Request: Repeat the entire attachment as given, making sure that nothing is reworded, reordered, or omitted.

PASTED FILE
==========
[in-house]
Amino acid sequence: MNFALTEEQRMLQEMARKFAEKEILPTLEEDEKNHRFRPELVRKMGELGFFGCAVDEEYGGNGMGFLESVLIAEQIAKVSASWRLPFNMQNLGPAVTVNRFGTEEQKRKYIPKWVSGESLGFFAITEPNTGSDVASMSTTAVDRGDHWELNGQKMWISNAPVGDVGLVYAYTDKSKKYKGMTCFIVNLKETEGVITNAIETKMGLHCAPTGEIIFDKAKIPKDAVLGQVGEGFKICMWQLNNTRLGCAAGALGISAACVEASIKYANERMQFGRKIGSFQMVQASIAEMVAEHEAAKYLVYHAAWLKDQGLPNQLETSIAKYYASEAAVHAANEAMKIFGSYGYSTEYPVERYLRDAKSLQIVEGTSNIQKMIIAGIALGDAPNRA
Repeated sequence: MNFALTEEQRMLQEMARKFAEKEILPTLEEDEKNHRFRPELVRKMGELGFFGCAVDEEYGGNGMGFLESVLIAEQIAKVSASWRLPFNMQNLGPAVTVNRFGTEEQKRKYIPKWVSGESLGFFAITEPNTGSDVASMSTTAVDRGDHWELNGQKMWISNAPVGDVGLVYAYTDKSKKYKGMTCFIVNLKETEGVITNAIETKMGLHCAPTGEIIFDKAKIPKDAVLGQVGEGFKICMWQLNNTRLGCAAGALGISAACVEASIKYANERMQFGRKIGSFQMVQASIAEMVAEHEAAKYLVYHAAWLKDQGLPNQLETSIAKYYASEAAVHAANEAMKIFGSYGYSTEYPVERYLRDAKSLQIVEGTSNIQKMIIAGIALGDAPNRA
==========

[in-house]
Amino acid sequence: MNFALTEEQRMLQEMARKFAEKEILPTLEEDEKNHRFRPELVRKMGELGFFGCAVDEEYGGNGMGFLESVLIAEQIAKVSASWRLPFNMQNLGPAVTVNRFGTEEQKRKYIPKWVSGESLGFFAITEPNTGSDVASMSTTAVDRGDHWELNGQKMWISNAPVGDVGLVYAYTDKSKKYKGMTCFIVNLKETEGVITNAIETKMGLHCAPTGEIIFDKAKIPKDAVLGQVGEGFKICMWQLNNTRLGCAAGALGISAACVEASIKYANERMQFGRKIGSFQMVQASIAEMVAEHEAAKYLVYHAAWLKDQGLPNQLETSIAKYYASEAAVHAANEAMKIFGSYGYSTEYPVERYLRDAKSLQIVEGTSNIQKMIIAGIALGDAPNRA
Repeated sequence: MNFALTEEQRMLQEMARKFAEKEILPTLEEDEKNHRFRPELVRKMGELGFFGCAVDEEYGGNGMGFLESVLIAEQIAKVSASWRLPFNMQNLGPAVTVNRFGTEEQKRKYIPKWVSGESLGFFAITEPNTGSDVASMSTTAVDRGDHWELNGQKMWISNAPVGDVGLVYAYTDKSKKYKGMTCFIVNLKETEGVITNAIETKMGLHCAPTGEIIFDKAKIPKDAVLGQVGEGFKICMWQLNNTRLGCAAGALGISAACVEASIKYANERMQFGRKIGSFQMVQASIAEMVAEHEAAKYLVYHAAWLKDQGLPNQLETSIAKYYASEAAVHAANEAMKIFGSYGYSTEYPVERYLRDAKSLQIVEGTSNIQKMIIAGIALGDAPNRA